As I mentioned in an earlier post, I was able to secure by original birth certificate and learned that I had an older sibling. My birth mother was from Ohio, and my birth father was Hispanic and from Texas. I cried all the way home from picking up the certificate. I was sure that the first child was kept and I wasn’t. I had lots of questions.

I decided to do as much research as I could. Let me start by saying, this was prior to our first computer in 1989 and the wealth of information that is now online. I went to the main library downtown and tried to find them by last name. No luck. So I focused on the birth mother and her local ties. No luck. Checked out the address of the mom and found out that in my birth year the building was a Salvation Army shelter. On my way home from work one night, I drove past the address and found a home furnishing company in a long L-shaped building. The SA shelter was long gone. This was an uphill struggle!

In typical Lois fashion, life got in the way. With a husband and four teenagers daily, life was family, work, and just plain coping. The search was put on the back burner for 12 years! Don’t let this happen to you…I regret the delay.

Finally, on my birthday in 1995, my husband again encouraged me to search before everyone important was dead. So I did. One my sons went to the Probate Court downtown. I asked him to look for a marriage license of potential grandparents. He looked four years prior to the birth mother’s date of birth. Within a few minutes, he found the grandparents and rushed to my office with a copy. After hugs all around, I took a close look and found that the name of my birth mother was misspelled on my birth certificate. Her common name had an “a” replacing the common “e.”  That was the clue I needed.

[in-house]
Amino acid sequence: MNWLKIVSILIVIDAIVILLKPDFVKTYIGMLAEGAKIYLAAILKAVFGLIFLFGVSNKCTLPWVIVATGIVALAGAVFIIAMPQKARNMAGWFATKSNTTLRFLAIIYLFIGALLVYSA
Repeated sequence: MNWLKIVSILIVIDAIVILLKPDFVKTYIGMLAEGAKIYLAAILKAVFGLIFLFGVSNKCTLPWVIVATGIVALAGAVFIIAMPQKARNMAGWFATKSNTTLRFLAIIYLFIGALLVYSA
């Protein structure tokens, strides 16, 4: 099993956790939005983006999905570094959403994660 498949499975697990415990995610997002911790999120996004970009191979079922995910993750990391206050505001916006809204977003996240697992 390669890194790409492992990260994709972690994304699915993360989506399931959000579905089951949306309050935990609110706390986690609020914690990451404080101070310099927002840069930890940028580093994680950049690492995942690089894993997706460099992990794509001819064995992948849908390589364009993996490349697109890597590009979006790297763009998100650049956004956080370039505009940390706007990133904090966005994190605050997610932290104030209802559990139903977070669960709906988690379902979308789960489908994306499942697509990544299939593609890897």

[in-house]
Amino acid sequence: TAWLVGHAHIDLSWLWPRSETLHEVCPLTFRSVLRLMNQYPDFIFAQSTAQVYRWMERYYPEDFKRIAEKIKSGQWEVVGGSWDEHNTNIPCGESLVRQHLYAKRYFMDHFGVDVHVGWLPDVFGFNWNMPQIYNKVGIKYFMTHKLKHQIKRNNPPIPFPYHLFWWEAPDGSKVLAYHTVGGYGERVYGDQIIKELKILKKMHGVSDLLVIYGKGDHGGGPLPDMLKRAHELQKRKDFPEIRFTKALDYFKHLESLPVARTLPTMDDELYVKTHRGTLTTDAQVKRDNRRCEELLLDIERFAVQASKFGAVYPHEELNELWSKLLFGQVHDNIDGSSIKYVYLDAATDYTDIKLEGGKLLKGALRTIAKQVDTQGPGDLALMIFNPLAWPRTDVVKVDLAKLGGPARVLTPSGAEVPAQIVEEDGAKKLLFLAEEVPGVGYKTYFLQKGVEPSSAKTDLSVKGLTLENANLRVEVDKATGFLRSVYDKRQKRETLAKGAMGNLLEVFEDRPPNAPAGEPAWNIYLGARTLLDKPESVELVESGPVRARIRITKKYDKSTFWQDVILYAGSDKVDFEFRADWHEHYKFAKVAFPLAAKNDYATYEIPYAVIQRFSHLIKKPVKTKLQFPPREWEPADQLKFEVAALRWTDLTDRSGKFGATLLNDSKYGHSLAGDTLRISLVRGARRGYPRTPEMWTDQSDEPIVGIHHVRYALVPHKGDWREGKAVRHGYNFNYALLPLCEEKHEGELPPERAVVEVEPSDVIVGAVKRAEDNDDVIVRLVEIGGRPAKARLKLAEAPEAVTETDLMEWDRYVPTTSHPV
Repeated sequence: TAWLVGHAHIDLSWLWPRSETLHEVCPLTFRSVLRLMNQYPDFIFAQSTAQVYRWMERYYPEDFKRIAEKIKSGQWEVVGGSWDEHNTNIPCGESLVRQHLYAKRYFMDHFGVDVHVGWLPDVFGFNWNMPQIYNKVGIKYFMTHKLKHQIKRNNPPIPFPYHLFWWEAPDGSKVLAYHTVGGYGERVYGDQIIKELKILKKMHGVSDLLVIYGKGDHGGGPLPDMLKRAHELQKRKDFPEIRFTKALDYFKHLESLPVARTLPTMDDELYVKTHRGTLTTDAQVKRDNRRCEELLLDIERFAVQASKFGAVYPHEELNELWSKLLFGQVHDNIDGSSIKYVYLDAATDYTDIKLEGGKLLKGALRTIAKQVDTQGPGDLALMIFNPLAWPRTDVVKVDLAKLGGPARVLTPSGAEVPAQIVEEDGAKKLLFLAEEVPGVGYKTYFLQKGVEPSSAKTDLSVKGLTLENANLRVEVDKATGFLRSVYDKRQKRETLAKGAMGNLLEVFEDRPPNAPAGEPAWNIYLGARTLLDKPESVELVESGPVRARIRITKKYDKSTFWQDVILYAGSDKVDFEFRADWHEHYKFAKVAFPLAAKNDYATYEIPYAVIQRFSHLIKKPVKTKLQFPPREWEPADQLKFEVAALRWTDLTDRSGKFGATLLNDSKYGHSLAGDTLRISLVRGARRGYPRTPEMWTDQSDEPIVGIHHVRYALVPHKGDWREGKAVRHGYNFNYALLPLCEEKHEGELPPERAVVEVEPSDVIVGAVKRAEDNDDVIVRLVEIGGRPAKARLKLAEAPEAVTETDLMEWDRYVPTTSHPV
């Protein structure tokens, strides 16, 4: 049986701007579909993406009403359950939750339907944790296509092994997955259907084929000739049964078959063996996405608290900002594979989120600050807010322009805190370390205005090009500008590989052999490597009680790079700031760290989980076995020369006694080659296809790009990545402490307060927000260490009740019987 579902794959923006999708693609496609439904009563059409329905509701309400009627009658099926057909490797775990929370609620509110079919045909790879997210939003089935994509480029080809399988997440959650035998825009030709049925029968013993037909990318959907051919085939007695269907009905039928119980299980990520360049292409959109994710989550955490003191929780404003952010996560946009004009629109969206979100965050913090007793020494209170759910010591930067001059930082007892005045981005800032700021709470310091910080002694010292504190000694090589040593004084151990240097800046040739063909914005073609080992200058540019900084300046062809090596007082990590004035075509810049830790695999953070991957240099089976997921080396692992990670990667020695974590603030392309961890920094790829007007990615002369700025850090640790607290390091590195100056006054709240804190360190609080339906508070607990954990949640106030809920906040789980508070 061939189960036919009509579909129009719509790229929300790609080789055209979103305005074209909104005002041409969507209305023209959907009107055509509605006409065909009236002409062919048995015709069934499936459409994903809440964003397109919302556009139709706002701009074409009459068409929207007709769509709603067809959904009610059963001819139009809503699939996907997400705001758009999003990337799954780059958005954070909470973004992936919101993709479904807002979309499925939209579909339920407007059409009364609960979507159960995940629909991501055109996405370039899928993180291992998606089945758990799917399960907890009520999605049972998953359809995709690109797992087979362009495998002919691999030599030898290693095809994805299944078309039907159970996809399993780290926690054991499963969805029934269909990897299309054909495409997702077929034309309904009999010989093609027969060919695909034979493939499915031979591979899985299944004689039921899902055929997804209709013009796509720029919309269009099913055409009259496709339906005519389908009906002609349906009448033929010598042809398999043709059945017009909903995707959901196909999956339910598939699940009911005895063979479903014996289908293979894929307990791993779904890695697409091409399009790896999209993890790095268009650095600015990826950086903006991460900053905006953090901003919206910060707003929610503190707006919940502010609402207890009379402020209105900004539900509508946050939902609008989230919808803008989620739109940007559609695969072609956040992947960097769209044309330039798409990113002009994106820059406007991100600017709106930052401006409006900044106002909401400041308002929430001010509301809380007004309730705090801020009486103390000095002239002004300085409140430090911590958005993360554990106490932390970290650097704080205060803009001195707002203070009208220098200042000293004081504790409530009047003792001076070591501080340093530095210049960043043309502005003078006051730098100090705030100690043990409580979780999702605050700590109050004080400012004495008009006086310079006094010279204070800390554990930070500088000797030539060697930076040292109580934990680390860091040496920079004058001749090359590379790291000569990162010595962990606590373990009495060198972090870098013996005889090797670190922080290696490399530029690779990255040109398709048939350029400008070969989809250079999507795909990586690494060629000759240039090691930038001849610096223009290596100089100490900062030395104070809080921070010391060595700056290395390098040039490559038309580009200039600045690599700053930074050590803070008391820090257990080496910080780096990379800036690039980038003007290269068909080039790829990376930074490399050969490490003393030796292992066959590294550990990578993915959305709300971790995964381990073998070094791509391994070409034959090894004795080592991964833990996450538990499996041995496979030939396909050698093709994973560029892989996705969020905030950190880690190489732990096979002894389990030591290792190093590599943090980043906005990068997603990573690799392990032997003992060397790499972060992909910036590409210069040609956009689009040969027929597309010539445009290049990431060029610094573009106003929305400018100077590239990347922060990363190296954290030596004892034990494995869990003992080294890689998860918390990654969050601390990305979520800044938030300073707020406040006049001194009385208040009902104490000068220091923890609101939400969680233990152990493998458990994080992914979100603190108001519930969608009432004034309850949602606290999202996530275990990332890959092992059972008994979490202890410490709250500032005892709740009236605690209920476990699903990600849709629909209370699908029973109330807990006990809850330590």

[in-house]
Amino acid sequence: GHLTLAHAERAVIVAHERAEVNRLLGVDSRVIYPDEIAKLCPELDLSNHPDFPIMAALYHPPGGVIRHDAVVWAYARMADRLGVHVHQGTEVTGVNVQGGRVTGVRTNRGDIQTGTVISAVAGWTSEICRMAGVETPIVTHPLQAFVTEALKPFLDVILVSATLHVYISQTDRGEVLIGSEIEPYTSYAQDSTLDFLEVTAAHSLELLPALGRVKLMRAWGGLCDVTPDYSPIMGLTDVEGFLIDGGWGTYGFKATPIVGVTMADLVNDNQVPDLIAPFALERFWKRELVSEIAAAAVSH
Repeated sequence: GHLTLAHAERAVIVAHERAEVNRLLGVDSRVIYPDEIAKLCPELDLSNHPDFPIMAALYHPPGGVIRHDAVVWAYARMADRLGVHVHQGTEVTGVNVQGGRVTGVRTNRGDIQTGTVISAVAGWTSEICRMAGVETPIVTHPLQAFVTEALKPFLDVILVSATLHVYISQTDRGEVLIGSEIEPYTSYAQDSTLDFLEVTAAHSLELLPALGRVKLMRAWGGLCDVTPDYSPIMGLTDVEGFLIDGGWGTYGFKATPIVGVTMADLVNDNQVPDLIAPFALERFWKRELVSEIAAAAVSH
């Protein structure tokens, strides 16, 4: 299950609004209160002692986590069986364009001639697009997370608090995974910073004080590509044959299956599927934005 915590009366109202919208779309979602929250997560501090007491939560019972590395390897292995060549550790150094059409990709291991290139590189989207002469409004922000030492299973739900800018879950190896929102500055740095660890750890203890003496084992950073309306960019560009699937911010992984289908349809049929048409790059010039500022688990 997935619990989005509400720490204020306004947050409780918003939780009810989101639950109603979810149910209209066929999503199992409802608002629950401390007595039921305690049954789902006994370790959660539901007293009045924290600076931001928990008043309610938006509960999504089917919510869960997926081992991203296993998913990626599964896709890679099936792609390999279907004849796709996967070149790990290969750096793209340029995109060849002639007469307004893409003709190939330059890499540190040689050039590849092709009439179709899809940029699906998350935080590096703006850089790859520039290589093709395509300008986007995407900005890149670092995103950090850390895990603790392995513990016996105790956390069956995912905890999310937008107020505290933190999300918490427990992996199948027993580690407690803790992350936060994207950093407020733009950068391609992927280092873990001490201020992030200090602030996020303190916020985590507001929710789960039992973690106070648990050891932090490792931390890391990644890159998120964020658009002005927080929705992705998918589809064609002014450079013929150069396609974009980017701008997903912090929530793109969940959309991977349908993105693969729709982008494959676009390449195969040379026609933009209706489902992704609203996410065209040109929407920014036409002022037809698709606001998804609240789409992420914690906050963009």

Dinner was late that night. As soon as I got home, I checked out another source I had purchased over the years: a set of diskettes containing US phone numbers. I started with Ohio and neighboring states, and immediately, a name popped up: not the name on the certificate but the last name was spelled the same as on the marriage license.

Rushed to the phone and called the number in Indiana asking if the person knew Mary, my birth mother. She laughed and said she knew there were kids but not who or where they were. Turns out, this lady was my aunt. She called my birth mother in California and told her about the phone call and asked her to call me. I was so excited and the aunt was very nice.

The call came a few minutes later. I explained who I was and thanked her for letting me be adopted and she told me I was crazy, not her kid and hung up on me. The tears earlier in the day were happy tears; these tears were not. But I did find her.

About 15 minutes later, she called back and told me she was, in fact, my birth mother and she knew my birth name. She was not married to my birth father. Apparently they met in Texas when she was following the crops. I did ask about the earlier child. She told me she gave her up at birth and in her own way knew about her today. She was quickly tired of talking, and we ended our call cordially.